I often interview people charged with drug offenses who were arrested by a SWAT team. Last week, I interviewed a person who was accused of delivering one ounce of marijuana in a very public parking lot and was arrested by black and armor-clad SWAT officers who jumped out of two vans. Overkill? Obviously. Why are SWAT teams used to make arrests when there is no known threat of heavily armed people? There is a reason, and it has nothing to do with the actual arrest.
The first time I, and probably most people, became aware of SWAT teams was in 1974 when a televised attempt to arrest Patty Hearst and those who kidnapped her was seen from Los Angeles. The group, the Symbionese Liberation Army, was known to be heavily armed and LAPD wisely used their recently formed SWAT team to raid a house.
Soon after, many very large police departments decided they needed the same firepower, equipment, and training and formed their own SWAT teams. For these very large police agencies who would utilize such a team often enough to justify the expense, it was a wise move. However, smaller and smaller police departments decided “hey, we’re big too – we need a SWAT team too!”
As more and more police chiefs in smaller and smaller departments convinced their cities that real bad things can happen in their city too, the cities agreed to finance, arm, and train their own officers in SWAT tactics. Never mind that an adjacent large city would lend them a SWAT team if was needed (which it may be, every 5 or 10 years). That would mean the smaller city did not have a “full service” police department.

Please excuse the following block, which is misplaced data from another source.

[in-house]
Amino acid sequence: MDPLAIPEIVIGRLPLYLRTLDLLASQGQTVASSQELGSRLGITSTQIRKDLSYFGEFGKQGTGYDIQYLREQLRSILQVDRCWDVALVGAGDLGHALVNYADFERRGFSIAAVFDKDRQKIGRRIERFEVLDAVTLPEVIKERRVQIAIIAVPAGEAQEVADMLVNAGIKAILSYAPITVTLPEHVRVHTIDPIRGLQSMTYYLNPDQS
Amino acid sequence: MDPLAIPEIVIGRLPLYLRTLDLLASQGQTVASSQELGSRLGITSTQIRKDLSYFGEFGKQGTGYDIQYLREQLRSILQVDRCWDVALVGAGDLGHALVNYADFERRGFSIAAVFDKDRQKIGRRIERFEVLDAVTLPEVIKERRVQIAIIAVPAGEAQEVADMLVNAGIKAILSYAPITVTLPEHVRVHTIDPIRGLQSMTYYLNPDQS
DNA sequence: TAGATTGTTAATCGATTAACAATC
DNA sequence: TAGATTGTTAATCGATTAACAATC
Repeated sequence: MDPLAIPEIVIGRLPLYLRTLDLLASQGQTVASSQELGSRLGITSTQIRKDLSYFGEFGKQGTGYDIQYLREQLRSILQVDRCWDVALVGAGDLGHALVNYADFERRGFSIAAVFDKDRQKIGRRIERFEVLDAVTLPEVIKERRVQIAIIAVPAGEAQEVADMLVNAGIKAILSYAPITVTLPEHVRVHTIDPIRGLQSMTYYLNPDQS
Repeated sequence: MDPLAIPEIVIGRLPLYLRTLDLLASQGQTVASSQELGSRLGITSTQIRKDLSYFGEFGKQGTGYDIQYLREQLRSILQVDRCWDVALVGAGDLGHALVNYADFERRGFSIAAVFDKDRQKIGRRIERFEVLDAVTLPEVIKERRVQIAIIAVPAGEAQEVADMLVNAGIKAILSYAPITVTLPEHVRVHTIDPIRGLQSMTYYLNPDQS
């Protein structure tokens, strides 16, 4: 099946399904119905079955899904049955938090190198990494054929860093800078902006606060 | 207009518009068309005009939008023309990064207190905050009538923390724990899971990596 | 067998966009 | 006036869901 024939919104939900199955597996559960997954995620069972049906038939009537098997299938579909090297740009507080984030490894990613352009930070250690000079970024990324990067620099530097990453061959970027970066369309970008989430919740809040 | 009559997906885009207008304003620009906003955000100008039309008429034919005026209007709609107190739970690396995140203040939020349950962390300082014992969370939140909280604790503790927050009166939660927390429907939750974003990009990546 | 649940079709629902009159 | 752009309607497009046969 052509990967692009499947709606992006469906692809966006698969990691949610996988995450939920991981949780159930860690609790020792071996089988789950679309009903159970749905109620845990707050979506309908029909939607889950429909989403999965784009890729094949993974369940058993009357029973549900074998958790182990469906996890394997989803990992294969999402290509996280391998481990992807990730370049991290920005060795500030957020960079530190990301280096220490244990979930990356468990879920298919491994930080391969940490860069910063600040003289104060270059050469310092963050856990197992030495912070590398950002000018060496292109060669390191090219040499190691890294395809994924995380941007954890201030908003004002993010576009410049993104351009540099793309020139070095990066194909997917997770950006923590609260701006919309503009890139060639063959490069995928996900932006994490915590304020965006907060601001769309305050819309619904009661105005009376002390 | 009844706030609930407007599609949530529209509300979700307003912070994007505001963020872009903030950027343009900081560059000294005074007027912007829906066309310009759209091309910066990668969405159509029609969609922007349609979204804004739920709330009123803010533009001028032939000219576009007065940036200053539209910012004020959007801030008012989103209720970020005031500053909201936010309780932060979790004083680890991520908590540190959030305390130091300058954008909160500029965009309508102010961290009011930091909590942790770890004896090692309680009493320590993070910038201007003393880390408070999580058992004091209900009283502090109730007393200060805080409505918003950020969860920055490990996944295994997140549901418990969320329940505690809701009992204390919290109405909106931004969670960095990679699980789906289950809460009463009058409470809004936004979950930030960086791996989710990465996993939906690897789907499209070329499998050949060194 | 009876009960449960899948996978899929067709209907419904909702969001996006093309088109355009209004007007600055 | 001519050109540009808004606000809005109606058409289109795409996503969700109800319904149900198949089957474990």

Now, the inevitable happened. The smaller cities had expensive SWAT teams that were not being used enough to justify the expense. The police chiefs had to explain their waste of money – or show that the SWAT teams were being used. So, they changed the rules.
Now, SWAT teams would be used to serve any search warrant, not just those where armed resistance was threatened. Now, SWAT teams would be used to make any planned arrest. Voila! SWAT teams were needed and the money was wisely spent! Smoke and mirrors. Justifying the unjustifiable. SWATing at flies.